Putting aside hotly contested issues such as the proper scope of federal authority and the cost of expanded coverage, the new law has pragmatic implications for health care providers in five broad areas that will affect provider activity in a number of different ways. Today is Part One of covering the Five Action Items for Health Care Executives and Board Members.
Five Action Items for Health Care Executives and Board Members, Part One
Although some provisions of PPACA are implemented in phases, the law does specify a timeline and road map for short and long term provider activity. Major action items should build on core themes underlying the legislation itself, and can be expressed in finite and tangible terms.
1. Develop Essential Infrastructure
Though the law mandates “demonstration” programs beginning by 2012, the overall future direction of Medicare payment systems is somewhat apparent. In coming years, successful systems will necessarily emphasize quality and outcome metrics rather than volume of services delivered. To remain competitive under a changed paradigm, provider organizations will be well-served to develop the systems, infrastructure, and practices to facilitate delivery of care according to these changing and redefined criteria.
One central component of effective integration will be information technology functioning as a central nervous system for provider networks and allowing performance assessment in a useful manner. Federal financial support already supports “meaningful use” of EHR technology, and the 2013 sunset of certain Stark Law and Anti-Kickback Statute legal incentives promoting the deployment of clinical information technology may spur greater adaptation in the future
Since future directions are now more apparent, many provider organizations will consider accelerated deployment of the requisite HIT and related infrastructure needed to succeed in a reformed payment and delivery system in order to take advantage of still-lawful federally protected financial support vehicles.
2. Survey Existing Resources and Build Upon Them
Accountable care organizations, value-based purchasing programs, and other initiatives will not be immediately transplanted to or developed in every locality across America, and many systemic changes will be more incremental in nature. Assuming, however, that (at least) some federally prescribed demonstration projects under PPACA prove fruitful in enhancing quality and/or managing costs, such systems may well be replicated on a more widespread and permanent basis in the relatively near future. This reorientation will very likely encompass private third-party payers in addition to Medicare, Medicaid, and other government programs.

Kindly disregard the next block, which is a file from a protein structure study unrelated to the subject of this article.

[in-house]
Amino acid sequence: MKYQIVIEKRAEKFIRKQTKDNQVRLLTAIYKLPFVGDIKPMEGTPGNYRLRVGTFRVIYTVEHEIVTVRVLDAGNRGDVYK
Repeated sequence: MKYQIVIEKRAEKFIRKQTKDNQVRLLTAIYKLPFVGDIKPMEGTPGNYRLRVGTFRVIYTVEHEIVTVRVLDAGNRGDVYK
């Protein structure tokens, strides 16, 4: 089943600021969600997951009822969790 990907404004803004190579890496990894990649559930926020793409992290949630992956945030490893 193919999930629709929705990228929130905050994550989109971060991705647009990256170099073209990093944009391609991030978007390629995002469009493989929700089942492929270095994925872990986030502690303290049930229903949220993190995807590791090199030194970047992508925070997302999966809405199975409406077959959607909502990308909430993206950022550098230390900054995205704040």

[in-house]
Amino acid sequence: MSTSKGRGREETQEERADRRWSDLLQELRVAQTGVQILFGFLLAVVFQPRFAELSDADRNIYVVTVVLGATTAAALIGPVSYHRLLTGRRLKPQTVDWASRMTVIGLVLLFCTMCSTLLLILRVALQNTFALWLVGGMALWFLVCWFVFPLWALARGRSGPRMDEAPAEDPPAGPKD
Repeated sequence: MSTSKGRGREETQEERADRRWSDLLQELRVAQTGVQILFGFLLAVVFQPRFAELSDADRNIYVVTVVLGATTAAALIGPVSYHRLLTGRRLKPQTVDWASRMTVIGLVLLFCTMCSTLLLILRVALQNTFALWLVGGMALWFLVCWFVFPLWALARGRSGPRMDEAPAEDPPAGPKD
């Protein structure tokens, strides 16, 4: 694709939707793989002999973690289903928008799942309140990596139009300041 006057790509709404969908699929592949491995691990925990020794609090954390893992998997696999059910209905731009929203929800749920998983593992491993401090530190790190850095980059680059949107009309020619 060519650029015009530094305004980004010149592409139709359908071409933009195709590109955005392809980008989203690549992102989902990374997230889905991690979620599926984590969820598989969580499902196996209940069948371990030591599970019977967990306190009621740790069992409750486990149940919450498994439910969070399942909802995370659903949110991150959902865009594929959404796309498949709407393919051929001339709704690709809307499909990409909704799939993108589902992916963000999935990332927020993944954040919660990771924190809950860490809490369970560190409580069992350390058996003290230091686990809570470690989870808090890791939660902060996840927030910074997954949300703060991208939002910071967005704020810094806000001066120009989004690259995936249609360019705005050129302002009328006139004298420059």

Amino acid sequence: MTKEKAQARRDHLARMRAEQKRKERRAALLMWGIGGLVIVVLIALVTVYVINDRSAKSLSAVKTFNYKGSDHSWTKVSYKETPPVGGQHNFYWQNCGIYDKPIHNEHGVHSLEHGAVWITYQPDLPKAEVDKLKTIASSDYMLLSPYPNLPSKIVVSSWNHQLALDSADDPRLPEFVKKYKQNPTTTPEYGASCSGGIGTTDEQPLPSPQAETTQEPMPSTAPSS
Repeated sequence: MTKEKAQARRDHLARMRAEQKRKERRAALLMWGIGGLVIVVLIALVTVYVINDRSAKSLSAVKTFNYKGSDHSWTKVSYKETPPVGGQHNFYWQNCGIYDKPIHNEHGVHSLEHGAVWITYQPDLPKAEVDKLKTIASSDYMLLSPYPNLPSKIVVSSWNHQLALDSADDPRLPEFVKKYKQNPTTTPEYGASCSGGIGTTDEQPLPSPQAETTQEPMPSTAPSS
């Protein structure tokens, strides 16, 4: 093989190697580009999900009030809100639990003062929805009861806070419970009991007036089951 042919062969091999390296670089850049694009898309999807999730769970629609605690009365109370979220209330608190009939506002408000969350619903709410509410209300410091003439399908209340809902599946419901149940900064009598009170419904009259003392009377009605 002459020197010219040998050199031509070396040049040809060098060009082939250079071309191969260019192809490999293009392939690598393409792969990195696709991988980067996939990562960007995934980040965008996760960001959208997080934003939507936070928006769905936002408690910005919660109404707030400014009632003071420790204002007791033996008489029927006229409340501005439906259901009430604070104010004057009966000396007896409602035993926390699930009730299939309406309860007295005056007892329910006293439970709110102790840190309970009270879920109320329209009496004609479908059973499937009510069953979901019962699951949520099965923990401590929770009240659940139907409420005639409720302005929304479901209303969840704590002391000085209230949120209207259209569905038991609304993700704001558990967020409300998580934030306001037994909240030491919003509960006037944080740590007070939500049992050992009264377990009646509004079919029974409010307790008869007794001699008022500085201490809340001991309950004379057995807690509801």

Various clinical and administrative structures and systems already exist to a greater or lesser degree in many communities. These include provider networks (e.g., IPAs, PHOs), payer arrangements with captive or “friendly” health plans, and other management services and related arrangements involving personnel, technology, risk assessment, financial management and other infrastructure.
Using a conventional “make or buy” analysis, in many communities these established resources may be capable of serving as a platform from which more advanced care coordination can evolve and related support systems providing needed tactical support can develop. For many organizations, it will be both prudent and necessary to explore partnerships and the formation of broader networks and alliances which move beyond the traditional market and geographical boundaries in order to move quickly into the new environment.
Hospitals and physicians will be well served to evaluate their business and professional relationships in the context of existing relationships and available hard and soft infrastructure elements, and to consider how that apparatus can be used to prepare for and engage in the next-generation delivery and payment systems that are now encompassed within the new law.
In this week-long series, we will post five articles that will help you understand the primary areas targeted by new health care legislation so you can focus your efforts accordingly and position your organizations for the transformative changes that lie ahead.
- Major Themes of Health Care Reform, Part One
- Major Themes of Health Care Reform, Part Two
- Five Action Items for Health Care Executives and Board Members, Part One
- Five Action Items for Health Care Executives and Board Members, Part Two
- Five Action Items for Health Care Executives and Board Members, Part Three